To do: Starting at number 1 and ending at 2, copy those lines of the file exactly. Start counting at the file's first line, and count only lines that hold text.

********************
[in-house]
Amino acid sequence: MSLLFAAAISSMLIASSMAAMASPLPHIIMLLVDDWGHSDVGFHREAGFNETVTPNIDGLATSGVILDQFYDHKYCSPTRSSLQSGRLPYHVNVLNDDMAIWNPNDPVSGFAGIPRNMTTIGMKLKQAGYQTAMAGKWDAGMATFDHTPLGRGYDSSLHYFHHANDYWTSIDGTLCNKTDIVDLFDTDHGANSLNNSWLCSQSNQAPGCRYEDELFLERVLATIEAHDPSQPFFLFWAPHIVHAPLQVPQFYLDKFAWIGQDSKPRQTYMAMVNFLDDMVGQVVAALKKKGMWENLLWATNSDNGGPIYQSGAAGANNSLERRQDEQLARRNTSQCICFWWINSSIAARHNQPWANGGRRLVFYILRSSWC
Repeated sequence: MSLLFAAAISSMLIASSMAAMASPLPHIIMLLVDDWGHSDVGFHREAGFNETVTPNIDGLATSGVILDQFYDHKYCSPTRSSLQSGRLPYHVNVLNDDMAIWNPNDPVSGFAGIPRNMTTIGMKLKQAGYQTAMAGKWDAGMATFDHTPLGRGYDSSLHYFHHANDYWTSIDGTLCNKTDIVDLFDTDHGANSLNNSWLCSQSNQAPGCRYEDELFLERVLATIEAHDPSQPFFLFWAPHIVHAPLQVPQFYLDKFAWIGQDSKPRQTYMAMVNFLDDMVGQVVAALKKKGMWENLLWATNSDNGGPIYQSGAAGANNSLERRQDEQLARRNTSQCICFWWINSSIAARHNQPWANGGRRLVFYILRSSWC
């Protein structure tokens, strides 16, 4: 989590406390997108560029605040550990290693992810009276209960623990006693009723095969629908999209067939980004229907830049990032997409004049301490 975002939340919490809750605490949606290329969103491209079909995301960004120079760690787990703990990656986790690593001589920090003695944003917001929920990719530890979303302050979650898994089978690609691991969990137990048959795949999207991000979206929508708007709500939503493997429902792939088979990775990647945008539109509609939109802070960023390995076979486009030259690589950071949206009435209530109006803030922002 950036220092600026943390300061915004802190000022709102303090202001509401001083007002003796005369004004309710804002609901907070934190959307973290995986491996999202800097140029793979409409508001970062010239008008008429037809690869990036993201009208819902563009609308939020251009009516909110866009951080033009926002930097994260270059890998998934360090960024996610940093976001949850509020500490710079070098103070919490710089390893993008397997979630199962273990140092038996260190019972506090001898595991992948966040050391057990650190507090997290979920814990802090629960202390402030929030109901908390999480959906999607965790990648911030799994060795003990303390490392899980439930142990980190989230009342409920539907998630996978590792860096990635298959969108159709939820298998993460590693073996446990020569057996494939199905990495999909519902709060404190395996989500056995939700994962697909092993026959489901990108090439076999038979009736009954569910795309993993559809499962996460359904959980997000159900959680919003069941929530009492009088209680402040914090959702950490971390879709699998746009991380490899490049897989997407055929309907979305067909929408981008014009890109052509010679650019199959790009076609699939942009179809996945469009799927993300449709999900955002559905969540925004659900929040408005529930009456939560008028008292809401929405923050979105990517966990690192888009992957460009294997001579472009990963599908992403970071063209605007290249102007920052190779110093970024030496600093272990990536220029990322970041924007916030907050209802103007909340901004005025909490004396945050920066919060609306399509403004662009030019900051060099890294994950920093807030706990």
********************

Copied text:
[in-house]
Amino acid sequence: MSLLFAAAISSMLIASSMAAMASPLPHIIMLLVDDWGHSDVGFHREAGFNETVTPNIDGLATSGVILDQFYDHKYCSPTRSSLQSGRLPYHVNVLNDDMAIWNPNDPVSGFAGIPRNMTTIGMKLKQAGYQTAMAGKWDAGMATFDHTPLGRGYDSSLHYFHHANDYWTSIDGTLCNKTDIVDLFDTDHGANSLNNSWLCSQSNQAPGCRYEDELFLERVLATIEAHDPSQPFFLFWAPHIVHAPLQVPQFYLDKFAWIGQDSKPRQTYMAMVNFLDDMVGQVVAALKKKGMWENLLWATNSDNGGPIYQSGAAGANNSLERRQDEQLARRNTSQCICFWWINSSIAARHNQPWANGGRRLVFYILRSSWC